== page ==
Monday, October 30, 2006

South America stays red

Brazil held the second round of its presidential election overnight, and re-elected sitting President Luiz Inácio Lula da Silva by an overwhelming margin. According to preliminary results from the Justiça Eleitoral, with the count 98.4% done, Lula is leading 60.79% to 39.21%. South America stays red.

I am curious as to why so many South American countries use a runoff vote. Sure, it works - but wouldn't it be easier to use a preferential voting system instead?

Meanwhile, next weekend it will be Nicaragua's turn - and Sandinista President Daniel Ortega looks to be set for a first-round victory. Oliver North - remember him? - is not pleased. He blows his career trading arms for hostages with Iran in an effort to overthrow a foreign left-wing government in violation of US law, and they elect the guy. Clearly Nicaraguans have no sense of gratitude...


It shouldn't - given that Lula's been pretty disapointing - but this makes me happy :)

Myabe in his second term?

Posted by Anonymous : 10/30/2006 03:31:00 PM

Looks like it's not just Labour ... the leftists in South America might be stealing elections too:

Silva also overcame corruption scandals that tarnished the image of his administration.

His Workers party has been battered for two years by charges of vote-buying and illegal campaign financing, scandals that have cost the former labour leader and lathe operator his reputation as an ethical politician.

Posted by Duncan Bayne : 10/30/2006 06:23:00 PM

The trouble is that in Brazil all of the parties are corrupt; Lula's Worker's Party was seen as the least corrupt option--although the hypocrisy of the PT (as it is called by its Portuguese initials) in campaigning on an anti-corruption platform four years ago, then turning around and doing more of the same in order to pass legislation in Congress and appease the tradional elites is not lost on the electorate (or Terence). Lula and the PT are certainly the lesser of many evils in this case.

As for Ortega, the problem is that he may be a Sandinista, but his dodgy behavior as the leader of the opposition over the last decade and a half, including the infamous power-sharing arrangement with Enrique Bolanos and his epicly corrupt administration, to say nothing of his personal foibles (being accused of rape by his niece, then becoming a born-again Christian during the trial--in which he was acquitted but which had a serious stench about it, at least with regards to what happened in and out of the jury room), led to the splintering of the Sandinista Party into so-called "orthodox" (Ortega) and "democratic" or "progressive" wings.

Under the Nicaraguan electoral system Ortega needs at least 35 percent of the popular vote and has to be at least five points clear of his nearest rival to win the presidency outright. Until Ollie North showed up, it looked liked the two Liberal (conservative) party candidates (the Liberal Party has also split, one remaining more faithful to its Somocista class origins than the other) looked set to garner enough votes to deny Ortega his 35 percent and thereby force a run-off in which they could join forces and thereby win the presidency. That could still happen, although not if the US keeps on pushing hard its antipathy towards Ortega and the FSLN/PS . Having the Yanks oppose a person, movement or party is the surest way to get elected in Latin America these days.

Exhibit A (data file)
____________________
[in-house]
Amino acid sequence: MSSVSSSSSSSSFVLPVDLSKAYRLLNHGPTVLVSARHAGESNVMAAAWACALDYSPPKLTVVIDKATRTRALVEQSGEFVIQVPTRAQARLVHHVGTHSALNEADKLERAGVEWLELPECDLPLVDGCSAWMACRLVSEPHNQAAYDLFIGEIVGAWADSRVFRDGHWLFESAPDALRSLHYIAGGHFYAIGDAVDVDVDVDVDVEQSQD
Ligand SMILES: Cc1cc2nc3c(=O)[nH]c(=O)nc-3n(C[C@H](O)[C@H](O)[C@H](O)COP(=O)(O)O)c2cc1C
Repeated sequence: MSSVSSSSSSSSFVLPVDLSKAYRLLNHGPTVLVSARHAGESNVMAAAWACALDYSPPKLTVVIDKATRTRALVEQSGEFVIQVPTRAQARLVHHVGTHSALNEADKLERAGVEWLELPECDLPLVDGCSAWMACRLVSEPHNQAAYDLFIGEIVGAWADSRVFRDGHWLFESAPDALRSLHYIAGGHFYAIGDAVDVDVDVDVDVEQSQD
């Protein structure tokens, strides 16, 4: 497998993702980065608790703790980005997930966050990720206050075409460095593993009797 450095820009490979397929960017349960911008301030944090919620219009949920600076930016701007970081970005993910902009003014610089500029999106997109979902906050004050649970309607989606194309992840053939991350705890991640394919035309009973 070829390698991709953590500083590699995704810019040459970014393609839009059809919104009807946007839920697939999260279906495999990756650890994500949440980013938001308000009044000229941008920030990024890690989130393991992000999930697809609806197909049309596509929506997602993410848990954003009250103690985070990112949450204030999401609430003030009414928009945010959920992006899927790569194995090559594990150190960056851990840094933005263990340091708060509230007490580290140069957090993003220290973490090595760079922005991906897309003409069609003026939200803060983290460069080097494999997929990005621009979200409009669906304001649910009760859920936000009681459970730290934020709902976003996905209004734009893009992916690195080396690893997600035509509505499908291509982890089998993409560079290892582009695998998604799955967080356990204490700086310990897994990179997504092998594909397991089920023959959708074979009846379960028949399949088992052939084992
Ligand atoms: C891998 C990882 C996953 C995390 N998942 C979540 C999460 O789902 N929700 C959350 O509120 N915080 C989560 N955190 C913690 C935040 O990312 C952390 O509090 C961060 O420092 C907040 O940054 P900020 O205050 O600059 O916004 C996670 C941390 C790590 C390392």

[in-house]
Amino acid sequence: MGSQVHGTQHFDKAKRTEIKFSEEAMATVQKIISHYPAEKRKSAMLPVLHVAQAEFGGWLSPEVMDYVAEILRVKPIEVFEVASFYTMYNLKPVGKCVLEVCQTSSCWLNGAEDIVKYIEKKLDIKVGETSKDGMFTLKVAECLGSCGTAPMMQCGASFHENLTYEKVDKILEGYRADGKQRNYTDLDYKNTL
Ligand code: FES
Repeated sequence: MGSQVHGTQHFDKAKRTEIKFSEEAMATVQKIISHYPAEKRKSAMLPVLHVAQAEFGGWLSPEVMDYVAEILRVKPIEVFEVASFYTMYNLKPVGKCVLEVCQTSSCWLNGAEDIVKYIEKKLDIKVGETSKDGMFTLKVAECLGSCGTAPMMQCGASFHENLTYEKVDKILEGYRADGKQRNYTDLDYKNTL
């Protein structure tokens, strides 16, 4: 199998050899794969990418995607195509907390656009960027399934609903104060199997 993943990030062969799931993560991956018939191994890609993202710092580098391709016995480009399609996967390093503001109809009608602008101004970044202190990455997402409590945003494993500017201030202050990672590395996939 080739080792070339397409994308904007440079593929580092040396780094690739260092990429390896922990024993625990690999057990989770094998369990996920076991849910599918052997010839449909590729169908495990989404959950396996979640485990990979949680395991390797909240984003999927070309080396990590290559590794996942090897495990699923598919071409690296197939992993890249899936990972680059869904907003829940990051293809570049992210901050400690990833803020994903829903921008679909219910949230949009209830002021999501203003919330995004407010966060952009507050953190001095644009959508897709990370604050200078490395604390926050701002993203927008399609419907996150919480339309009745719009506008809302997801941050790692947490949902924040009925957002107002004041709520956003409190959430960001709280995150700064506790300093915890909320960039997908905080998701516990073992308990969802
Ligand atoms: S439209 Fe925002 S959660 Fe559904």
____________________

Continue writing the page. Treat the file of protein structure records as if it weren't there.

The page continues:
Remember also that Nicaragua is also voting for Congress and in local elections, so the results could be quite mixed. I guess it is time to see who made and is running those voting machines...maybe the same people who ran the Brazilian election? Deus meu--que nossa senhora tem piedade de nos!

Posted by Anonymous : 10/30/2006 09:15:00 PM

Apropos my last comment. Bolanos is corrupt but it was his predecessor, Alberto Alemann, who Ortega cut the power-sharing deal with (while the former was under house arrest!). Once the deal was done all charges against Alemann were dropped.

Puts our election spending and Taito Field scandals in (some form of) comparative perspective I guess...

Posted by Anonymous : 10/30/2006 09:27:00 PM


Thanks for that - a really interesting comment.

Duncan, part of the trouble in Brazil is, thanks to an electoral system modelled on the US being used in a country with many political parties, it is very difficult for any one political party to get anything done without corruption. In the senate, for example, there are quite a few senators whose sole loyalty is to he who bribes them most. These are the sort of people who you must win over to easily pass legislation. None of this really excuses the PT of its murky behaviour, but it does explain - in part - why every president since the end of the Junta has been tainted by corruption. I had hoped that the PT, with their endless inovativity (hmmm is that a word) might have found a better way. It appears they haven't.

Posted by Anonymous : 10/31/2006 01:50:00 PM